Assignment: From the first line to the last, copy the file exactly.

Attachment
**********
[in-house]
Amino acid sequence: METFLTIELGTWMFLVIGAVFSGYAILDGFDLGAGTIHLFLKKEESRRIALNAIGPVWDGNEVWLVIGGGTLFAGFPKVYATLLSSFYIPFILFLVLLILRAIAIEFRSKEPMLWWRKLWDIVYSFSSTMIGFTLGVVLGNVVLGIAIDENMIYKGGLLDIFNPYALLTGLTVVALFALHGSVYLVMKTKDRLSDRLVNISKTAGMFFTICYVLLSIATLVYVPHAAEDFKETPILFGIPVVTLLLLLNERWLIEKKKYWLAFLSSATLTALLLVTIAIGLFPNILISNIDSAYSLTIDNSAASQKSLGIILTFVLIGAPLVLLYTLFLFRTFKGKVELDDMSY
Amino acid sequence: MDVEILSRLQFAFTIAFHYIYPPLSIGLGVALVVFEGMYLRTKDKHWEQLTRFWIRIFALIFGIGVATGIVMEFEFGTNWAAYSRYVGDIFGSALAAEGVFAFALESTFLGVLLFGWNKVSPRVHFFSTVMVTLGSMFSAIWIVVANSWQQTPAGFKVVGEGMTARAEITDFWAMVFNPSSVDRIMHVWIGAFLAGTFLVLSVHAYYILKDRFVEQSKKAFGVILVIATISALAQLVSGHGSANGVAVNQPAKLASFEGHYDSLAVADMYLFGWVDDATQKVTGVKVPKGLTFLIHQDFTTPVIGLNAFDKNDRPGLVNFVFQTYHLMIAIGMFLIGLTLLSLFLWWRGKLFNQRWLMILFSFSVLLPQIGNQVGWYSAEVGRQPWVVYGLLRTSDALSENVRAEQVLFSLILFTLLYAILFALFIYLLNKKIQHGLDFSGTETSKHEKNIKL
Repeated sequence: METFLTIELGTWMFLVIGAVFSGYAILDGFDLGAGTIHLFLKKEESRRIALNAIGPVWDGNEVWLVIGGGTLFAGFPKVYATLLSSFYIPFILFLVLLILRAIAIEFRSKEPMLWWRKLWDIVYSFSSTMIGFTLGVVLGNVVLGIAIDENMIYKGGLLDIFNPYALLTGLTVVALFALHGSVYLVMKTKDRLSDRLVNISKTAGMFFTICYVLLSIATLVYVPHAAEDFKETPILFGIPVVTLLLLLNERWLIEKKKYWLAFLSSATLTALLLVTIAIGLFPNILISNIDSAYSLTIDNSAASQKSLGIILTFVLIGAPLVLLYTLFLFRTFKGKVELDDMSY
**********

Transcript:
[in-house]
Amino acid sequence: METFLTIELGTWMFLVIGAVFSGYAILDGFDLGAGTIHLFLKKEESRRIALNAIGPVWDGNEVWLVIGGGTLFAGFPKVYATLLSSFYIPFILFLVLLILRAIAIEFRSKEPMLWWRKLWDIVYSFSSTMIGFTLGVVLGNVVLGIAIDENMIYKGGLLDIFNPYALLTGLTVVALFALHGSVYLVMKTKDRLSDRLVNISKTAGMFFTICYVLLSIATLVYVPHAAEDFKETPILFGIPVVTLLLLLNERWLIEKKKYWLAFLSSATLTALLLVTIAIGLFPNILISNIDSAYSLTIDNSAASQKSLGIILTFVLIGAPLVLLYTLFLFRTFKGKVELDDMSY
Amino acid sequence: MDVEILSRLQFAFTIAFHYIYPPLSIGLGVALVVFEGMYLRTKDKHWEQLTRFWIRIFALIFGIGVATGIVMEFEFGTNWAAYSRYVGDIFGSALAAEGVFAFALESTFLGVLLFGWNKVSPRVHFFSTVMVTLGSMFSAIWIVVANSWQQTPAGFKVVGEGMTARAEITDFWAMVFNPSSVDRIMHVWIGAFLAGTFLVLSVHAYYILKDRFVEQSKKAFGVILVIATISALAQLVSGHGSANGVAVNQPAKLASFEGHYDSLAVADMYLFGWVDDATQKVTGVKVPKGLTFLIHQDFTTPVIGLNAFDKNDRPGLVNFVFQTYHLMIAIGMFLIGLTLLSLFLWWRGKLFNQRWLMILFSFSVLLPQIGNQVGWYSAEVGRQPWVVYGLLRTSDALSENVRAEQVLFSLILFTLLYAILFALFIYLLNKKIQHGLDFSGTETSKHEKNIKL
Repeated sequence: METFLTIELGTWMFLVIGAVFSGYAILDGFDLGAGTIHLFLKKEESRRIALNAIGPVWDGNEVWLVIGGGTLFAGFPKVYATLLSSFYIPFILFLVLLILRAIAIEFRSKEPMLWWRKLWDIVYSFSSTMIGFTLGVVLGNVVLGIAIDENMIYKGGLLDIFNPYALLTGLTVVALFALHGSVYLVMKTKDRLSDRLVNISKTAGMFFTICYVLLSIATLVYVPHAAEDFKETPILFGIPVVTLLLLLNERWLIEKKKYWLAFLSSATLTALLLVTIAIGLFPNILISNIDSAYSLTIDNSAASQKSLGIILTFVLIGAPLVLLYTLFLFRTFKGKVELDDMSY